It was going to look like St. Nick himself had vomited on the Campbell house by the time he was done. He just needed Mandy to come home first.
He blinked. He hadn't realized he'd stopped moving until Alexa spoke his name. Her soothing voice pulled him from his self-reflection. Swallowing, he looked around the barren porch. "I didn't decorate for Christmas last year."
Her brow creased for a moment before she seemed to catch herself and erased her automatic reaction.
"She loves Christmas. The lights and the decorations. I didn't do that for her last year. For some reason I thought she was too old. Maybe I was just too lazy." Blinking again, surprised at the surge of conflict raging inside him, he focused on unlocking the door. "Sorry. I don't know why that came out."
"Because you're worried about your sister and sometimes the brain brings up strange things when we're worried."
He swallowed, neither agreeing with nor denying her explanation. Opening the door, he gestured for her to enter first, but she gave a gesture of her own and waited for him to step inside. He did so and held the door for her. She walked in as well but didn't venture deeper into the house. She stood aside, waiting for him to close the door and drop his keys on the little table that had stood there for years. "I'm not sure what you're looking for," he said, leading her toward Mandy's room.
She followed, and though he couldn't see behind him, he suspected she was eyeing every inch they walked through, including the framed photos of three smiling faces. Alexa would probably notice that the last family photo was with their mom sitting between him and Mandy. They hadn't had another portrait taken since she'd died. No. They hadn't taken another portrait since she'd gotten sick. She didn't like having her photo taken after she'd gained weight and lost her hair from the treatment.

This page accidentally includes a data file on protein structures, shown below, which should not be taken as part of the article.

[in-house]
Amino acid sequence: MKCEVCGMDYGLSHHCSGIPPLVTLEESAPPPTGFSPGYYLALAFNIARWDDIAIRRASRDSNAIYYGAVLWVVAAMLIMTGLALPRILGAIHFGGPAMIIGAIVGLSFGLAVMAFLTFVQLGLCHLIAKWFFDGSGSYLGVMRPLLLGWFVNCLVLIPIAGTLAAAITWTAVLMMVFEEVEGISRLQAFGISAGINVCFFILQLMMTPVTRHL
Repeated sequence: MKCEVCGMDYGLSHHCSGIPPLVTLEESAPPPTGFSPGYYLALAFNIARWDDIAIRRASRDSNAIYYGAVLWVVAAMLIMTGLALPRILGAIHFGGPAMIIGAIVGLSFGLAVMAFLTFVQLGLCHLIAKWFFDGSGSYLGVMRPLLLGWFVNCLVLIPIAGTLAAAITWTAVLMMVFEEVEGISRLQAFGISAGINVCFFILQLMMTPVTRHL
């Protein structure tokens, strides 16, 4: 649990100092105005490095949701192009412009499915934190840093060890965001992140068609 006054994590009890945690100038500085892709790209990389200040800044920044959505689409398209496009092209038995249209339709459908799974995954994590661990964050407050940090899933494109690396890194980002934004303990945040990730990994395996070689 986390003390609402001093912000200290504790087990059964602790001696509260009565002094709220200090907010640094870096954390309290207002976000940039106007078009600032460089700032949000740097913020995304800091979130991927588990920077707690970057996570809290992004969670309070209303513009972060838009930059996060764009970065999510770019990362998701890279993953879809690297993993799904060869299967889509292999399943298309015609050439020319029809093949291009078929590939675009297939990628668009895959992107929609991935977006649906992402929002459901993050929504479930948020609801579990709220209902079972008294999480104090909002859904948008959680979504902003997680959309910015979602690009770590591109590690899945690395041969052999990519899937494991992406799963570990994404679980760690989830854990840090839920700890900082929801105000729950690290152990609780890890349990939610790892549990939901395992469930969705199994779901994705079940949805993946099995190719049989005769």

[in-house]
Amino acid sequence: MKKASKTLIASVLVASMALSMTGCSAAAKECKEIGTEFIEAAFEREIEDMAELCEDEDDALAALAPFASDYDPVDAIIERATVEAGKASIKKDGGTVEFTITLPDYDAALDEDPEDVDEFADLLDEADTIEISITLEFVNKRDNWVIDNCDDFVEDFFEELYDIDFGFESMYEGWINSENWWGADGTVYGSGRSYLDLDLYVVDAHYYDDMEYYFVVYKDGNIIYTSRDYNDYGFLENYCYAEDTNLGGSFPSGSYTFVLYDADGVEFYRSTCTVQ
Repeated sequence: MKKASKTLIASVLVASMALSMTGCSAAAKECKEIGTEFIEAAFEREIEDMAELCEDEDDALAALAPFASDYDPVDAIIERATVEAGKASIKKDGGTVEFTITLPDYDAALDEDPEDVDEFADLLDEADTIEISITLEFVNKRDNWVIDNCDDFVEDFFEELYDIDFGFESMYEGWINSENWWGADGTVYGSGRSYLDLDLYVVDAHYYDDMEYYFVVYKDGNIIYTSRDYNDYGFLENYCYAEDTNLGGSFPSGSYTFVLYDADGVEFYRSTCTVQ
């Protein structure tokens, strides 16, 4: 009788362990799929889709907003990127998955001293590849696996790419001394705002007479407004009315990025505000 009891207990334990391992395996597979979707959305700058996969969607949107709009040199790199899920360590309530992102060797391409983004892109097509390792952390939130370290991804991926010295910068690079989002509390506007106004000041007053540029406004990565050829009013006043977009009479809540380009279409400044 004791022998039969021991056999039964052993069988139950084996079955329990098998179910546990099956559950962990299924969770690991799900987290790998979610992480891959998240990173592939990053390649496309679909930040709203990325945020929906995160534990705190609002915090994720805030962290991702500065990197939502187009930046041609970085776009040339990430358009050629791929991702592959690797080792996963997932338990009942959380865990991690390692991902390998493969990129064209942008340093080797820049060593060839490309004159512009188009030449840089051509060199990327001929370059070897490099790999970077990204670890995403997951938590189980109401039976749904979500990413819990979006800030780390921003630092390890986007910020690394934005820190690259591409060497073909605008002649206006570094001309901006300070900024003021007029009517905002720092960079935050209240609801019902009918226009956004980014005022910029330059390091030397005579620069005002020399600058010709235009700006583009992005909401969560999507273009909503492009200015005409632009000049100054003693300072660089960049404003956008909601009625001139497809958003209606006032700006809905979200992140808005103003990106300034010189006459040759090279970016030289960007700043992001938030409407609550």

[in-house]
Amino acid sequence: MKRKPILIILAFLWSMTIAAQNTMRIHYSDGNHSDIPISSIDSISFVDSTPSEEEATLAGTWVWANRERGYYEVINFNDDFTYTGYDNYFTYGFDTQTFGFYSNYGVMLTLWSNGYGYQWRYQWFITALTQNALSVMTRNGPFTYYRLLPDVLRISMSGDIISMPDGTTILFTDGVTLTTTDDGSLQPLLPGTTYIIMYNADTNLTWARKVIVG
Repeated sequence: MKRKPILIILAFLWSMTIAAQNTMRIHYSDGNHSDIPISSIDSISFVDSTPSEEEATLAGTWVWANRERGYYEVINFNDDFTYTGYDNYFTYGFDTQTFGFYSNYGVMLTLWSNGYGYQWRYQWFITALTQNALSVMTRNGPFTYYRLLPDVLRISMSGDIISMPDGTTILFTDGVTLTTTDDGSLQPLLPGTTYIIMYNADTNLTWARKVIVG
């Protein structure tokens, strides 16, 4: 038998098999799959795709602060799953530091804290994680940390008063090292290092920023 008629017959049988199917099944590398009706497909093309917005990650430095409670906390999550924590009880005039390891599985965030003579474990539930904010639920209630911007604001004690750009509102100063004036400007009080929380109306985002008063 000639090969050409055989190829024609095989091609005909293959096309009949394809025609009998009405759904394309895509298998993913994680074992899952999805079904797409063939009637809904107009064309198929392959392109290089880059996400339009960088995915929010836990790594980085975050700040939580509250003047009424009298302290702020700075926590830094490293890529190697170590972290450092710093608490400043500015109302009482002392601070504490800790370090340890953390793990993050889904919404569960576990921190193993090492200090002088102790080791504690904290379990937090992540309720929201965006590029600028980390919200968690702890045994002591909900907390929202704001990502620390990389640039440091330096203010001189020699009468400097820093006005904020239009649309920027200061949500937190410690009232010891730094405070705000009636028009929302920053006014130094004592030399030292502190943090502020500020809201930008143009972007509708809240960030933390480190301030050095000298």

"Cancer," he announced.
"My mom. Her name was Lily, and she died three years ago from cancer. You didn't ask, but you were wondering." He glanced back at her, and the curve of her lips seemed to confirm his suspicion.
"Ah. You're one of those mind-reader types."
He let a humorless chuckle leave him. "If that were the case, I wouldn't need you, would I?" He stopped in front of Mandy's bedroom door and gestured toward the space that had remained unchanged for several years.
Alexa stuck her head in, scanning the room. "I know it goes without saying that you and Mandy were devastated by your loss, but did anything about her grief unnerve you? Did she get depressed or withdraw?"
"No. Not really. Mom had been sick for a long time. Not that the length of her illness made losing her any easier," he added, as if his reasoning might be taken wrong. "I just mean that we had time to accept what was happening."
Alexa gave him another warm smile of understanding. He liked that smile. It'd been a long time since someone had tried so hard to comfort him. Most people seemed convinced that Mandy had dropped out of school to gallivant around the country or backpack across Europe or some other adventurous thing that was completely out of the norm for his sister.
Mandy wasn't the adventurous type. She was focused and studious. She had goals and worked hard to achieve them. She'd always been that way.
Leaning against the doorframe, he watched Alexa enter Mandy's room. She peered into the closet and then scanned the rest of the room as if looking for a booby trap. "Are you afraid someone's going to jump out at you?"
The slight twisting of her lips showed her amusement. "Assessing your surroundings is the first step to safety."
"And the reason you want to walk behind me?"
"Habit. Gentlemanly manners are wonderful but can also be dangerous. It's a lot easier for an assailant to get the upper hand if you don't see him coming."
Her words, even though they weren't meant to stab at him, hurt his heart, and the little smile that had toyed across his lips left.
"Sounds like common sense self-defense there," he said. "I never taught her that."(Continues…)
Excerpted from "Stolen Hearts"
Copyright © 2019 Marci Bolden.
Excerpted by permission of Pink Sand Press.
All rights reserved. No part of this excerpt may be reproduced or reprinted without permission in writing from the publisher.